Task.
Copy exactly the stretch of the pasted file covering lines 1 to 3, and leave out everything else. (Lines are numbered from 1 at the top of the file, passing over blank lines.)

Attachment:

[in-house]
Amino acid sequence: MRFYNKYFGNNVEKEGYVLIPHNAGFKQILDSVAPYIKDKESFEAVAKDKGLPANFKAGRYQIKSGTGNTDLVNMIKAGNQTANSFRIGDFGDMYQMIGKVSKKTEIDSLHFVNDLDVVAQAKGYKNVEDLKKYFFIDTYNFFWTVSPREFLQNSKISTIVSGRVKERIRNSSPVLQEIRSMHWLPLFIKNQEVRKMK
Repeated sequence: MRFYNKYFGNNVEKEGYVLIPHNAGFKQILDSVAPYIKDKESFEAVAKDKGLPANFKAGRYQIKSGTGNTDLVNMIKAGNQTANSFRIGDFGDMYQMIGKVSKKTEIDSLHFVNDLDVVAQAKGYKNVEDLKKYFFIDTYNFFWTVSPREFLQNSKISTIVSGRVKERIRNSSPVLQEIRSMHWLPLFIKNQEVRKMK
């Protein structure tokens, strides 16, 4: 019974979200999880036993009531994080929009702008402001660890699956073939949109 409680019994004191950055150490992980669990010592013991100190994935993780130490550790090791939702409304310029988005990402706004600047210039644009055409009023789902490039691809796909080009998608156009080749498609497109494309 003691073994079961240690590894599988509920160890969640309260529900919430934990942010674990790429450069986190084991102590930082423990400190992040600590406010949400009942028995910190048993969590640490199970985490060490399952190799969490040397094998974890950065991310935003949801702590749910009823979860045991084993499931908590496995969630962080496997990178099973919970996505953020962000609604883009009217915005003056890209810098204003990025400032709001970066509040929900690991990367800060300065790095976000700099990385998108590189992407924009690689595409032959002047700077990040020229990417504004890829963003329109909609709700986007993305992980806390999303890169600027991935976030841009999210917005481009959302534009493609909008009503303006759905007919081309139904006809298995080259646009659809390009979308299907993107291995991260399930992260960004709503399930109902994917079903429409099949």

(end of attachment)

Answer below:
[in-house]
Amino acid sequence: MRFYNKYFGNNVEKEGYVLIPHNAGFKQILDSVAPYIKDKESFEAVAKDKGLPANFKAGRYQIKSGTGNTDLVNMIKAGNQTANSFRIGDFGDMYQMIGKVSKKTEIDSLHFVNDLDVVAQAKGYKNVEDLKKYFFIDTYNFFWTVSPREFLQNSKISTIVSGRVKERIRNSSPVLQEIRSMHWLPLFIKNQEVRKMK
Repeated sequence: MRFYNKYFGNNVEKEGYVLIPHNAGFKQILDSVAPYIKDKESFEAVAKDKGLPANFKAGRYQIKSGTGNTDLVNMIKAGNQTANSFRIGDFGDMYQMIGKVSKKTEIDSLHFVNDLDVVAQAKGYKNVEDLKKYFFIDTYNFFWTVSPREFLQNSKISTIVSGRVKERIRNSSPVLQEIRSMHWLPLFIKNQEVRKMK